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Sanna and her ravishing friend Gerti would rather speak of love than politics, but in 1930s Frankfurt, politics cannot be escaped--even in the lady's bathroom. Crossing town one evening to meet up with Gerti's Jewish lover, a blockade cuts off the girls' path--it is the Fürher in a motorcade procession, and the crowd goes mad striving to catch a glimpse of Hitler's raised "empty hand." Then the parade is over, and in the long hours after midnight Sanna and Gerti will face betrayal, death, and the heartbreaking reality of being young in an era devoid of innocence or romance.
In 1937, German author Irmgard Keun had only recently fled Nazi Germany with her lover Joseph Roth when she wrote this slim, exquisite, and devastating book. It captures the unbearable tension, contradictions, and hysteria of pre-war Germany like no other novel. Yet even as it exposes human folly, the book exudes a hopeful humanism. It is full of humor and light, even as it describes the first moments of a nightmare. After Midnight is a masterpiece that deserves to be read and remembered anew.
About the Author
IRMGARD KEUN (1905–1982) became a sensation in her native Germany with the 1931 publication of her first novel, Gilgi, when she was 21. But her second novel, The Artificial Silk Girl, landed her on the Nazi blacklist. Eventually sentenced to death, she fled the country and staged her own suicide...then snuck back into Germany where she lived undercover for the duration of the war.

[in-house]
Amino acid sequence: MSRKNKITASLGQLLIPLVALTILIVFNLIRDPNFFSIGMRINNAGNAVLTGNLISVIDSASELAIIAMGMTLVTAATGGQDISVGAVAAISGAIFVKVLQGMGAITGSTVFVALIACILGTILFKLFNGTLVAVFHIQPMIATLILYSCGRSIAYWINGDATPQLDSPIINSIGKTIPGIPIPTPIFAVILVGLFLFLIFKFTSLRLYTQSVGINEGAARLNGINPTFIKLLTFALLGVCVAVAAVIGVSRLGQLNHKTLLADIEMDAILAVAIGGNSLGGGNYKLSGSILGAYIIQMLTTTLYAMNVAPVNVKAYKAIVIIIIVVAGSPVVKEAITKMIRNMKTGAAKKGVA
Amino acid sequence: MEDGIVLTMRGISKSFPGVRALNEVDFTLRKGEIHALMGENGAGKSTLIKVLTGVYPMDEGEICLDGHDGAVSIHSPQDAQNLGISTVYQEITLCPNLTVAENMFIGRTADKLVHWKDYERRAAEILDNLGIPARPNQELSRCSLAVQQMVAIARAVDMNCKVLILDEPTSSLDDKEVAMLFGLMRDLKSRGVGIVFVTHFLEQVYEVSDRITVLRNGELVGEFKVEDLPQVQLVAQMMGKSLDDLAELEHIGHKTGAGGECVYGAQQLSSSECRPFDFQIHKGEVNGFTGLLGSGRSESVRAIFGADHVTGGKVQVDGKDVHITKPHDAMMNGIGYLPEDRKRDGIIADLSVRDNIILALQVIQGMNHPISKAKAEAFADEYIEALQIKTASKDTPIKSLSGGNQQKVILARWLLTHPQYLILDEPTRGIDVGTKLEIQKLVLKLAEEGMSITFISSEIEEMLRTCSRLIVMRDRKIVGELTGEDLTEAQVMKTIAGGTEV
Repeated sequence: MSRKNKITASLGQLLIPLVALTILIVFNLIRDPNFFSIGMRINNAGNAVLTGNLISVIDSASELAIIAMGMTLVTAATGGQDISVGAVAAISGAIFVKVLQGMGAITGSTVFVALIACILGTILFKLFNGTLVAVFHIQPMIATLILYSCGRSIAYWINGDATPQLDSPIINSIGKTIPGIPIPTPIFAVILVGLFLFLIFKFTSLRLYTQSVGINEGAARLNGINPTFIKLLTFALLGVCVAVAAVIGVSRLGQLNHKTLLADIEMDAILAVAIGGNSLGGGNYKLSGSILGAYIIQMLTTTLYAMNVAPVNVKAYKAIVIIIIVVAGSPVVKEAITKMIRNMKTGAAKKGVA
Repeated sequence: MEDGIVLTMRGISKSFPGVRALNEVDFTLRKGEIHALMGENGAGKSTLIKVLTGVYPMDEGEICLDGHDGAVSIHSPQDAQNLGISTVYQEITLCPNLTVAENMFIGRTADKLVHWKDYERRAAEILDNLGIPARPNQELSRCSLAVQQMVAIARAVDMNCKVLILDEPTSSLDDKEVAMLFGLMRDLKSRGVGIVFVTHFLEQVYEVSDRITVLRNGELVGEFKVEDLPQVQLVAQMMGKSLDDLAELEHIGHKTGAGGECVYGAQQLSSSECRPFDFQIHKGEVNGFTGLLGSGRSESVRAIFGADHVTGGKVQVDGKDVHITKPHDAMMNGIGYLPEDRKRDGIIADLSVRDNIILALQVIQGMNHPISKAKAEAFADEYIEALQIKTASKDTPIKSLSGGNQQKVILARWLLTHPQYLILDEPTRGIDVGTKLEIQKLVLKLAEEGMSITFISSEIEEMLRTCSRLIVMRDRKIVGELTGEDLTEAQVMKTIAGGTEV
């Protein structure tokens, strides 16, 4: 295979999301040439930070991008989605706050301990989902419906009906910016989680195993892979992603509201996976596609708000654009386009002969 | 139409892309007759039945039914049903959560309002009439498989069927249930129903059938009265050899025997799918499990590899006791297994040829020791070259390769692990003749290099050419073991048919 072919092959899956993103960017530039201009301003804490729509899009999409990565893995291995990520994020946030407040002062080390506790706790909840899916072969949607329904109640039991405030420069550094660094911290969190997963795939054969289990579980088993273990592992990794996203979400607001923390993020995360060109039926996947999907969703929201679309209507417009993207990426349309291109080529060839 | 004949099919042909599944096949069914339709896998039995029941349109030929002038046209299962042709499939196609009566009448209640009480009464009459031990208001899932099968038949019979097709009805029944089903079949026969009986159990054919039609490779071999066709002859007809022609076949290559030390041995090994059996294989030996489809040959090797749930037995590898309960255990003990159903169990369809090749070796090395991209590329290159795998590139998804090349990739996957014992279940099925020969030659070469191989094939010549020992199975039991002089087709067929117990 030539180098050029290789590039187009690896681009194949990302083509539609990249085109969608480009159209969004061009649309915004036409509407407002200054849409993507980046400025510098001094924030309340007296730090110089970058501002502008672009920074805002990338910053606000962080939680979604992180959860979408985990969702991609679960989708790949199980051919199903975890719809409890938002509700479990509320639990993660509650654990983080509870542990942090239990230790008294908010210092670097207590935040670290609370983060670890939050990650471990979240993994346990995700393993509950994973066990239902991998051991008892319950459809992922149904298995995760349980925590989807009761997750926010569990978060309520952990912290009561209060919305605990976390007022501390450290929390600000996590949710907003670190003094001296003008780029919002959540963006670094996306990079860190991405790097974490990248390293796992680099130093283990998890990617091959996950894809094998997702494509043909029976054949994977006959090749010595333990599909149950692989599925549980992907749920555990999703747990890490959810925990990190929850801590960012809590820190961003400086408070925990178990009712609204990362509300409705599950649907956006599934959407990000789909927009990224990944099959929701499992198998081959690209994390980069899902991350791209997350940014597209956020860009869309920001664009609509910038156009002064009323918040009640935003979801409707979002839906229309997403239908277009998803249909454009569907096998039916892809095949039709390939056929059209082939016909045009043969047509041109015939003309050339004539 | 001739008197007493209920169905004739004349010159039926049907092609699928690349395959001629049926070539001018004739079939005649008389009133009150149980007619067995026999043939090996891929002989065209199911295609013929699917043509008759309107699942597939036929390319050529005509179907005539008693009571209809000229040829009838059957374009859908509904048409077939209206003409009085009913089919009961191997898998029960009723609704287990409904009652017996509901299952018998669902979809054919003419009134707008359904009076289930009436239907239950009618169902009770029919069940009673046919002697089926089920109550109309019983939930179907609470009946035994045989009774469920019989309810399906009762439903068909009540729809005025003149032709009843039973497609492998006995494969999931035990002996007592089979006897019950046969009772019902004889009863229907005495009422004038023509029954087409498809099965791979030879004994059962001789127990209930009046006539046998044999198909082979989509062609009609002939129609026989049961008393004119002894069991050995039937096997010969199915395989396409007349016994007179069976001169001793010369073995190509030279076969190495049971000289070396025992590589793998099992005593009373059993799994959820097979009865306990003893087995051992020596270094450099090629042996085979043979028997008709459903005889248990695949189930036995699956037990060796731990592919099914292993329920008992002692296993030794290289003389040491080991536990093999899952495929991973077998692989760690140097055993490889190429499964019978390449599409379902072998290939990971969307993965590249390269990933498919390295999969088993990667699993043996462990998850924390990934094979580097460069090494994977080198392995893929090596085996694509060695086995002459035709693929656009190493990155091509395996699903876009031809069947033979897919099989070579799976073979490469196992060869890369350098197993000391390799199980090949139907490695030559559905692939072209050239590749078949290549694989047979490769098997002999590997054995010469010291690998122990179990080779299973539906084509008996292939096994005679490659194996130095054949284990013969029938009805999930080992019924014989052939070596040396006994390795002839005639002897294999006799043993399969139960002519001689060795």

Anthea Bell is the recipient of the Schlegel Tieck Prize for translation from German, the Independent Foreign Fiction Prize, and the Helen and Kurt Wolff Prize in 2002 for the translation of W. G. Sebald's Austerlitz, and the 2003 Austrian State Prize for Literary Translation. She lives in Cambridge, England.
Praise for After Midnight…
Praise for After Midnight
“I cannot think of anything else that conjures up so powerfully the atmosphere of a nation turned insane."
“You can feel the creeping evil slowly infiltrate everyday existence. But this is also a love story.”
—Manchester Evening News
“Acerbically observed by this youthful, clever, undeceived eye….Crystalline yet acid.”
"If the original Nach Mitternacht is as lively as Anthea Bell's snappy English translation, Keun was not only a great satirist but also a great stylist. Now published for the first time in the United States, After Midnight is a sharp, vivid and uncompromising read on an impossible subject....[A] slim but important novel."
"Explosive....Reading After Midnight today [still] feels dangerous. I kept turning to the copyright page, unable to believe that such a sexually and politically frank book could have been published in 1937 Germany, a time of blacklists and book burnings....Keun has an amazing gift for exposing the conflict at the heart of the average citizen, whose naivete is eventually and sometimes violently stripped away....After Midnight haunts far beyond its final page."
—NPR.com's "Books We Like"
“[Irmgard Keun's] stunning works of literature are searing satires of life under the Third Reich in which fascist ideology is subtly and hilariously subverted, Nazi racism pilloried…The overwhelming power of Keun’s work lies in her surprisingly raw, witty, and resonant feminine voices.”
—Jenny McPhee, Bookslut